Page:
In the public sector, the phrase ‘pay for success’ is becoming more common. Governments across the country are looking for new and creative ways to fund successful programs. Pay for success (PFS) models appear to be gaining ground with many social service agencies.
All PFS models have two things in common: they both involve a third party intermediary who brokers a deal involving upfront investment in some social service program, and they both involve closely monitoring and measuring the program’s performance to assess if the upfront investment is actually achieving its hoped-for-down-the-road savings.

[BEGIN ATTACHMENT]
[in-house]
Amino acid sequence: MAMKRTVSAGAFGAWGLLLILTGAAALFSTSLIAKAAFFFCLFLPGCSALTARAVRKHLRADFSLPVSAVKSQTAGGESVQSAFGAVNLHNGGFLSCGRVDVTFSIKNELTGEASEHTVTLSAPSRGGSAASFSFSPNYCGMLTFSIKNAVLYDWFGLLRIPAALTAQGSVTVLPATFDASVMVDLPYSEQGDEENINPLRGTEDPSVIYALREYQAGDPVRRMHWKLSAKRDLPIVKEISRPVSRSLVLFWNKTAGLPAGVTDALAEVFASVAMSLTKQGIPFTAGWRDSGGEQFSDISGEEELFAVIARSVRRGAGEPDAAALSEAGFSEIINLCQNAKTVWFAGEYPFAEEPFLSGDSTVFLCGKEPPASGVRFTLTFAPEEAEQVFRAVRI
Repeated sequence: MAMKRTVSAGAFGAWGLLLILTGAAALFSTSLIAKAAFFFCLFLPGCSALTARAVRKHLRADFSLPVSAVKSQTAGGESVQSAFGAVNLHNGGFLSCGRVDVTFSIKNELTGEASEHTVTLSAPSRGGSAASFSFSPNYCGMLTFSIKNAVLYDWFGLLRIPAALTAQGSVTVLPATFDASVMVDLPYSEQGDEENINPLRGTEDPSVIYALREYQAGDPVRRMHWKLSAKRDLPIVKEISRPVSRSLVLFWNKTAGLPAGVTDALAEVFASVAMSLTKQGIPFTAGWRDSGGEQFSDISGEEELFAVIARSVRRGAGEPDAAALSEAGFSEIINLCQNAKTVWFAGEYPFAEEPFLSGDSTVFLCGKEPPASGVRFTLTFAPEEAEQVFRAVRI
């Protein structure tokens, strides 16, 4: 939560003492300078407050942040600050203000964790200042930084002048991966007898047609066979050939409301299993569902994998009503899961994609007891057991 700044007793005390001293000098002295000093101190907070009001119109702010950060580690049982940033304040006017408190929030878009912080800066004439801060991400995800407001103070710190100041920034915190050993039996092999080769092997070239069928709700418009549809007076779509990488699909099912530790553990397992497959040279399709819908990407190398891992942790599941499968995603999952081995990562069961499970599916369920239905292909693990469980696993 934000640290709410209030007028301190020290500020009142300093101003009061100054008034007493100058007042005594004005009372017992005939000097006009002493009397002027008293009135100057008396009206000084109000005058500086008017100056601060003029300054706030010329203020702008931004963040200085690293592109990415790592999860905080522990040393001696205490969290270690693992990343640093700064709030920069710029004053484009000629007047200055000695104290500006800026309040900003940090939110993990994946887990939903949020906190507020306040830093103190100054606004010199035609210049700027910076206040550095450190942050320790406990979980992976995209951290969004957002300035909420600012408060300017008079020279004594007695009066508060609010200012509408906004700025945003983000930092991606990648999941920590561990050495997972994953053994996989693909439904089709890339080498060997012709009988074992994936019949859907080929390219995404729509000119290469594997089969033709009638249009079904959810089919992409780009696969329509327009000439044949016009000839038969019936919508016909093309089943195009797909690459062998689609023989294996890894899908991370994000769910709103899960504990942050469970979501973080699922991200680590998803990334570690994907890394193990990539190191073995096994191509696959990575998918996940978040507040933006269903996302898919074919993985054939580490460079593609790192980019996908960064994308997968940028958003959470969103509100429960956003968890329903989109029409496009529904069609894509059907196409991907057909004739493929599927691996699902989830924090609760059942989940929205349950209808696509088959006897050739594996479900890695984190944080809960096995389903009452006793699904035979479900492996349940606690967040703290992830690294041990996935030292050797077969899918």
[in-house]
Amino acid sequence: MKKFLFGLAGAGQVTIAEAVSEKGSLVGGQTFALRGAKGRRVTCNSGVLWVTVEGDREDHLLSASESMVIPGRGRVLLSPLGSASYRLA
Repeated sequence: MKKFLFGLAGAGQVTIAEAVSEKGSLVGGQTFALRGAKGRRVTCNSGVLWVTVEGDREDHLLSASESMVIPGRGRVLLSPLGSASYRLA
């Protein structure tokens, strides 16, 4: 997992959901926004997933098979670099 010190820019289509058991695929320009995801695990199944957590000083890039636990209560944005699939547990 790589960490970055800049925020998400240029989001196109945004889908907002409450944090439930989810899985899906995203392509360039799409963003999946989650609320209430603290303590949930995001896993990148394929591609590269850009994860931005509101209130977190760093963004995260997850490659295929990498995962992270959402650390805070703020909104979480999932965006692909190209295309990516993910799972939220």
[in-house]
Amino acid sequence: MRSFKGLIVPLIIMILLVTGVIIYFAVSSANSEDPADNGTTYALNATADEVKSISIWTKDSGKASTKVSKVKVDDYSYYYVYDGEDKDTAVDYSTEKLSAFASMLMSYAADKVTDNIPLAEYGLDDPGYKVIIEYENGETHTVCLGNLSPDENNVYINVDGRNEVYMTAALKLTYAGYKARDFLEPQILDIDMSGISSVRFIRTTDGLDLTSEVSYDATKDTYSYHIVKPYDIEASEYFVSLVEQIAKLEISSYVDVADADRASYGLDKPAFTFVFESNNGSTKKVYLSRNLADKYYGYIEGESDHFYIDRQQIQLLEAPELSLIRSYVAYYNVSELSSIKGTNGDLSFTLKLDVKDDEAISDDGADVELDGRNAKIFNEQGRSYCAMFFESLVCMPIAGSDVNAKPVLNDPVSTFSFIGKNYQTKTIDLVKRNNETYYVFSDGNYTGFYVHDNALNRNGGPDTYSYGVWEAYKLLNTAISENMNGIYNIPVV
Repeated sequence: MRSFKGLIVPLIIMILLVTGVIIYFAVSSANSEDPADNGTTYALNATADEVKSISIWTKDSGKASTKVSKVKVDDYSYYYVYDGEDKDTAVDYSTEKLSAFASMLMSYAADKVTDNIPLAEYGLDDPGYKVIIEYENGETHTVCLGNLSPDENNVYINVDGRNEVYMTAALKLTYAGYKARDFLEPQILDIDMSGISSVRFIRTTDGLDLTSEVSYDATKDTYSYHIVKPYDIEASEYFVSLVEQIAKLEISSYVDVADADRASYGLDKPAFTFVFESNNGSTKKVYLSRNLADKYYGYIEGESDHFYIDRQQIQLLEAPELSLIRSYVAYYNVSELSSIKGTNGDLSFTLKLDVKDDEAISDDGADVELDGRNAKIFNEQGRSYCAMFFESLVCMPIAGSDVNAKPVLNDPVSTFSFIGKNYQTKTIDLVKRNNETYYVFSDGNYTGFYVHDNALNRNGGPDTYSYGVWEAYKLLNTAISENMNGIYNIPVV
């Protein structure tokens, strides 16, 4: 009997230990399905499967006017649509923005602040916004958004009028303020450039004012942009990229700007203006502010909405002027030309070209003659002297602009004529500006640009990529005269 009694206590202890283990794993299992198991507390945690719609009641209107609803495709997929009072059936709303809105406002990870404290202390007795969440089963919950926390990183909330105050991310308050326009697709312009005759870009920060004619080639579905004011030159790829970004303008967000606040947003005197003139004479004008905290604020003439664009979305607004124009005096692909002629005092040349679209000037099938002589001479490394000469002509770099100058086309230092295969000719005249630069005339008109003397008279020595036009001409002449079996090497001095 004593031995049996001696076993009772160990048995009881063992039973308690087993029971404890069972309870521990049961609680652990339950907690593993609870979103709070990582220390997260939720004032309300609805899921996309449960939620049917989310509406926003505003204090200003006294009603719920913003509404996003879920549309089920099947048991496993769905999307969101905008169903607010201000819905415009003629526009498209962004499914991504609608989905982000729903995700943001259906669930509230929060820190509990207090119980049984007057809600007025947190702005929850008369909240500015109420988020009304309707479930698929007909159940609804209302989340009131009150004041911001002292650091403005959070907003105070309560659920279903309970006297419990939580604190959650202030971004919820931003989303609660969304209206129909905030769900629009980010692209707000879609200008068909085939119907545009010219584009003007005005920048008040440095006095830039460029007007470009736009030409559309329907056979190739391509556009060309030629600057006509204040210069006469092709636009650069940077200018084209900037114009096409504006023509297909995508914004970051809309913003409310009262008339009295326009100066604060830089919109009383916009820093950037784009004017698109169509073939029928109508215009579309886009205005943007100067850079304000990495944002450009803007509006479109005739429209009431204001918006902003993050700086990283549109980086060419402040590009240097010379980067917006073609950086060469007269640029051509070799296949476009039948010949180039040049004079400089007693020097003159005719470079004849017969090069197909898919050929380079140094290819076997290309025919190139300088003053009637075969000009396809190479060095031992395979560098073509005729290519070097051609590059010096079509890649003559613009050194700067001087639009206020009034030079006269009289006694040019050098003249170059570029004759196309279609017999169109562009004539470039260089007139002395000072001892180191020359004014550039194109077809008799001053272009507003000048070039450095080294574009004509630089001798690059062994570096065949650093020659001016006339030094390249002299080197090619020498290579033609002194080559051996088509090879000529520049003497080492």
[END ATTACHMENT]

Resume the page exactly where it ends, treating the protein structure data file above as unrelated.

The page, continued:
The models differ in how they structure their financing. In the social impact bond model a third party financier funds a program hoping to reap a return on that investment later. With opportunity compacts, the governments agree to a reinvestment bargain through a third party intermediary.
It is unknown how effective these approaches will be in funding social service programs. Both of these models, however, offer a clear requirement to governments to get serious about costing out services, and measuring program impacts.
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